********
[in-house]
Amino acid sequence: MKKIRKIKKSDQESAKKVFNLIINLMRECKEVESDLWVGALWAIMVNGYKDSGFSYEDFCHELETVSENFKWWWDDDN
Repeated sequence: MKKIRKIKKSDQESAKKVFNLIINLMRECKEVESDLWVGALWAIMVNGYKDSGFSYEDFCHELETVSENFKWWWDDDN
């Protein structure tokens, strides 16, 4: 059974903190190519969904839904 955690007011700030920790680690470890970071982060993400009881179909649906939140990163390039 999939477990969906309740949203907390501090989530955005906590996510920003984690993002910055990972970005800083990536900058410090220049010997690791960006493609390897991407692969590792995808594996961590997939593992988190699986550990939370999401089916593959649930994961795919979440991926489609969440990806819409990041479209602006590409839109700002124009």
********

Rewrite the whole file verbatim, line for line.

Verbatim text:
[in-house]
Amino acid sequence: MKKIRKIKKSDQESAKKVFNLIINLMRECKEVESDLWVGALWAIMVNGYKDSGFSYEDFCHELETVSENFKWWWDDDN
Repeated sequence: MKKIRKIKKSDQESAKKVFNLIINLMRECKEVESDLWVGALWAIMVNGYKDSGFSYEDFCHELETVSENFKWWWDDDN
């Protein structure tokens, strides 16, 4: 059974903190190519969904839904 955690007011700030920790680690470890970071982060993400009881179909649906939140990163390039 999939477990969906309740949203907390501090989530955005906590996510920003984690993002910055990972970005800083990536900058410090220049010997690791960006493609390897991407692969590792995808594996961590997939593992988190699986550990939370999401089916593959649930994961795919979440991926489609969440990806819409990041479209602006590409839109700002124009």